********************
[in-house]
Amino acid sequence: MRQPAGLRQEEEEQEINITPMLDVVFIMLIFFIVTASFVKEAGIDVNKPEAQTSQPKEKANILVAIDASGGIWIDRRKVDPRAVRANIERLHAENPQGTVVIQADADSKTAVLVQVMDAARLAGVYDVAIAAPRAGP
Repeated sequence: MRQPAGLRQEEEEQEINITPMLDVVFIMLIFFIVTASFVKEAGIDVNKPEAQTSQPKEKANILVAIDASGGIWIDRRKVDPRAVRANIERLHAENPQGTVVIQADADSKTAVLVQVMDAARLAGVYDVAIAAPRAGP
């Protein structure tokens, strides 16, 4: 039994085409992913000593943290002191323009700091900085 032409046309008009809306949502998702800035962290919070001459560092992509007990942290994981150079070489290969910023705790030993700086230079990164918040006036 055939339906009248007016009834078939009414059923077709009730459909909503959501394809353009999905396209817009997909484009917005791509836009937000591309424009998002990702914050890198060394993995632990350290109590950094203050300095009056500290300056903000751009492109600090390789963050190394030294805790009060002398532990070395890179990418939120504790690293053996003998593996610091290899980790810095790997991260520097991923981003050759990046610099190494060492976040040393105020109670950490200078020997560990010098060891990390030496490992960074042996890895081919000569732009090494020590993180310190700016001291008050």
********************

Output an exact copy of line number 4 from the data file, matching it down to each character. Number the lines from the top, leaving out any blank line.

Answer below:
């Protein structure tokens, strides 16, 4: 039994085409992913000593943290002191323009700091900085 032409046309008009809306949502998702800035962290919070001459560092992509007990942290994981150079070489290969910023705790030993700086230079990164918040006036 055939339906009248007016009834078939009414059923077709009730459909909503959501394809353009999905396209817009997909484009917005791509836009937000591309424009998002990702914050890198060394993995632990350290109590950094203050300095009056500290300056903000751009492109600090390789963050190394030294805790009060002398532990070395890179990418939120504790690293053996003998593996610091290899980790810095790997991260520097991923981003050759990046610099190494060492976040040393105020109670950490200078020997560990010098060891990390030496490992960074042996890895081919000569732009090494020590993180310190700016001291008050």